3. Integration of women has led to gender norming taking the form of relativistic (i.e., downgraded) standards

Col Bernard's Answer & Proposal--

The author's subtitle ("Can America's Gender-Neutral Fighting Force Still Win Wars?") poses a critical question: "Can America's gender-neutral fighting forces still win wars?" The question was initially forced by the Vietnam War. President Nixon tried to reduce the nation's disgust and anger over our folly in Vietnam by precipitously dropping the military draft. The Services compensated for ensuing personnel shortages by recruiting women.

Gutmann's concern, and that of many others, including the male soldiers they work with, is that women are not physically strong enough to do the work of front line soldiers. If this is true, "gender-neutral" forces, with women integrated in every unit, would be ineffective in war. For the past several years, Gutmann researched this question by visiting American military units scattered about the world. Her interviews with persons of every rank, sex, background, and inclination provides perspectives that are persuasive for her conclusion: filling our Armed Services' ranks with women seriously disables our forces, and this horrifying situation will not go away.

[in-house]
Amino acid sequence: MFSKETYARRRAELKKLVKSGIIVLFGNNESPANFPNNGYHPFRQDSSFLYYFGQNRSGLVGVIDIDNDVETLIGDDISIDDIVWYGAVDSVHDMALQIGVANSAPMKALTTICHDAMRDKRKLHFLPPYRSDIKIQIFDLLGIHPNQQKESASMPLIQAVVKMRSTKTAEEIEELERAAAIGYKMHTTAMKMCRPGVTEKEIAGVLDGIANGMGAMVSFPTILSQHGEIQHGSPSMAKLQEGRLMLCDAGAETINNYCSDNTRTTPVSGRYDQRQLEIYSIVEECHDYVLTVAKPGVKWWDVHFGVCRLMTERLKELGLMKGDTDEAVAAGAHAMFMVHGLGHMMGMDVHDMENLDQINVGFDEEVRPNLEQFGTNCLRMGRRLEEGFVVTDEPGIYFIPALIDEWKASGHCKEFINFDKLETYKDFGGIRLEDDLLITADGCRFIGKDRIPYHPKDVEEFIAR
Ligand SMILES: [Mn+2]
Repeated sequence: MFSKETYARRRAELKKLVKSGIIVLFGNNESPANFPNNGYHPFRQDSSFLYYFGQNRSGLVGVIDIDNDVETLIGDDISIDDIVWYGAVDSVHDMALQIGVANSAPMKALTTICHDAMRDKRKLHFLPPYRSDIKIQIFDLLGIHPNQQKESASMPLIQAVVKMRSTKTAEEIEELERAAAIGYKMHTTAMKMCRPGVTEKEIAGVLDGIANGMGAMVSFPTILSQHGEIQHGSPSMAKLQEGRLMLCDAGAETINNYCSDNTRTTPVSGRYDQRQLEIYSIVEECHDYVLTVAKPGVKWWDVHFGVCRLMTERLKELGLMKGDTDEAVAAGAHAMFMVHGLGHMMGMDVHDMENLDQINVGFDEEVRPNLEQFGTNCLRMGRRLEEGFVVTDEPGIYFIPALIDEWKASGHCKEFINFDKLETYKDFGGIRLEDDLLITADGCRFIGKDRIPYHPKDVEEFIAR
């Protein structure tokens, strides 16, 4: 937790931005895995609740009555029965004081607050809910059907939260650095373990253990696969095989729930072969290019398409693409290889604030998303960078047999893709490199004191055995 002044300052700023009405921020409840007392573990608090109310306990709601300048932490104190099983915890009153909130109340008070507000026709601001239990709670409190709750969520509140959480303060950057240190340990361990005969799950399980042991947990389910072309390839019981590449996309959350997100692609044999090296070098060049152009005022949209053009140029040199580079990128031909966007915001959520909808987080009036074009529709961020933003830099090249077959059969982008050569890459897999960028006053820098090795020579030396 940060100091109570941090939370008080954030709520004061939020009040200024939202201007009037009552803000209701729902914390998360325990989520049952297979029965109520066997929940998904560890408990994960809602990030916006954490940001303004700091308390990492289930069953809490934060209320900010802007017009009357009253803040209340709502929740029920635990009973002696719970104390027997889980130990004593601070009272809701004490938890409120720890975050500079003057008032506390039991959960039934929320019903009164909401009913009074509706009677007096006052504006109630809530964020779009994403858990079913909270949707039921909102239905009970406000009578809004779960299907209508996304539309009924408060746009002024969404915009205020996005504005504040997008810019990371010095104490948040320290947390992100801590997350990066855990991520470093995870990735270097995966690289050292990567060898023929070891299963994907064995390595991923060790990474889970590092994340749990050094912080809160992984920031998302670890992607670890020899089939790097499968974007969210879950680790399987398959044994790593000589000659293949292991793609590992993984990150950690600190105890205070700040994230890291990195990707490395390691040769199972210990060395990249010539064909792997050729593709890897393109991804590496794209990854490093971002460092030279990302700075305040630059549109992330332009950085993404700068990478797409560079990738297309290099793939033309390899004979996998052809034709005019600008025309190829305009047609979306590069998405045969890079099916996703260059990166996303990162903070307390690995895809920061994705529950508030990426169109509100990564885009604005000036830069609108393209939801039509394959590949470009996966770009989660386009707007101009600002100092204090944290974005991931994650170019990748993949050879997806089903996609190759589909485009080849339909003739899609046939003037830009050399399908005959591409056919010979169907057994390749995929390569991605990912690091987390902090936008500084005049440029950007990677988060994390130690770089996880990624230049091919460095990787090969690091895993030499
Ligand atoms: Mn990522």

The case Ms. Gutmann makes cannot easily be denied. I will not try to do this, however the quote following is an effort to put her conclusions in perspective.

"Mortar warfare caused particular problems. A continual duel took place between [Viet Cong] Front mortar teams and American infantry and counterbattery artillery. One particularly deadly mortar team regularly attacked Bao Trai with great accuracy. In early 1969, the team was captured. To the astonishment of all concerned, it was made up of women." The Dynamics of Defeat: The Vietnam War in Hau Nghia Province" by Eric M. Bergerud.